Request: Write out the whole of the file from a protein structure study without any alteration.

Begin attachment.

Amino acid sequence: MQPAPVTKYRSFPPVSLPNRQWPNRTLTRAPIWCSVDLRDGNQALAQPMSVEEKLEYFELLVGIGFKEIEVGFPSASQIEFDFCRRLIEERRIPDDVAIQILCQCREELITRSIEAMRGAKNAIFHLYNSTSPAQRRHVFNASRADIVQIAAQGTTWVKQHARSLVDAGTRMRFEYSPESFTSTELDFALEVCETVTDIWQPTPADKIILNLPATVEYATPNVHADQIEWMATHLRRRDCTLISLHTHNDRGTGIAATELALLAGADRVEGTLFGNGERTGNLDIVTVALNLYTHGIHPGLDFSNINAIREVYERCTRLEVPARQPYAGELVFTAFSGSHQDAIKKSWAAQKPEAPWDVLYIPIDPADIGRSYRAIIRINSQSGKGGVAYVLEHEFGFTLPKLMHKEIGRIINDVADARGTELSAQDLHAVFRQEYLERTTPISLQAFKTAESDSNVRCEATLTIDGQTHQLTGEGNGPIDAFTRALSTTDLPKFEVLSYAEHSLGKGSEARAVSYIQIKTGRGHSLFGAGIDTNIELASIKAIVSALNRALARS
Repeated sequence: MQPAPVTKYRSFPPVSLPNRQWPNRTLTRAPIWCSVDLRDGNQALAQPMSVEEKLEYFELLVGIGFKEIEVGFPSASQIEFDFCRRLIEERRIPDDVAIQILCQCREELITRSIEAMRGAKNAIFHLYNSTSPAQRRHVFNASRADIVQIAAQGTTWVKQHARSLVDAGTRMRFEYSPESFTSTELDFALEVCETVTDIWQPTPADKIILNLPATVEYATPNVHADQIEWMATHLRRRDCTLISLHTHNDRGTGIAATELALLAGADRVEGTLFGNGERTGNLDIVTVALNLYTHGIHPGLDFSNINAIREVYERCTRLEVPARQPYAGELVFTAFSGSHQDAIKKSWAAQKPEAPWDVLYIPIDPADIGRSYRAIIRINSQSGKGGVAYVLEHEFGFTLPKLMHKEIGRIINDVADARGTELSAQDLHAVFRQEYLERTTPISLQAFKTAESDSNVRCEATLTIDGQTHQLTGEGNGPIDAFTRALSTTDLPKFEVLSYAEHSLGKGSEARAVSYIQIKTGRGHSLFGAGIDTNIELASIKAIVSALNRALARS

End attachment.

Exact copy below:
Amino acid sequence: MQPAPVTKYRSFPPVSLPNRQWPNRTLTRAPIWCSVDLRDGNQALAQPMSVEEKLEYFELLVGIGFKEIEVGFPSASQIEFDFCRRLIEERRIPDDVAIQILCQCREELITRSIEAMRGAKNAIFHLYNSTSPAQRRHVFNASRADIVQIAAQGTTWVKQHARSLVDAGTRMRFEYSPESFTSTELDFALEVCETVTDIWQPTPADKIILNLPATVEYATPNVHADQIEWMATHLRRRDCTLISLHTHNDRGTGIAATELALLAGADRVEGTLFGNGERTGNLDIVTVALNLYTHGIHPGLDFSNINAIREVYERCTRLEVPARQPYAGELVFTAFSGSHQDAIKKSWAAQKPEAPWDVLYIPIDPADIGRSYRAIIRINSQSGKGGVAYVLEHEFGFTLPKLMHKEIGRIINDVADARGTELSAQDLHAVFRQEYLERTTPISLQAFKTAESDSNVRCEATLTIDGQTHQLTGEGNGPIDAFTRALSTTDLPKFEVLSYAEHSLGKGSEARAVSYIQIKTGRGHSLFGAGIDTNIELASIKAIVSALNRALARS
Repeated sequence: MQPAPVTKYRSFPPVSLPNRQWPNRTLTRAPIWCSVDLRDGNQALAQPMSVEEKLEYFELLVGIGFKEIEVGFPSASQIEFDFCRRLIEERRIPDDVAIQILCQCREELITRSIEAMRGAKNAIFHLYNSTSPAQRRHVFNASRADIVQIAAQGTTWVKQHARSLVDAGTRMRFEYSPESFTSTELDFALEVCETVTDIWQPTPADKIILNLPATVEYATPNVHADQIEWMATHLRRRDCTLISLHTHNDRGTGIAATELALLAGADRVEGTLFGNGERTGNLDIVTVALNLYTHGIHPGLDFSNINAIREVYERCTRLEVPARQPYAGELVFTAFSGSHQDAIKKSWAAQKPEAPWDVLYIPIDPADIGRSYRAIIRINSQSGKGGVAYVLEHEFGFTLPKLMHKEIGRIINDVADARGTELSAQDLHAVFRQEYLERTTPISLQAFKTAESDSNVRCEATLTIDGQTHQLTGEGNGPIDAFTRALSTTDLPKFEVLSYAEHSLGKGSEARAVSYIQIKTGRGHSLFGAGIDTNIELASIKAIVSALNRALARS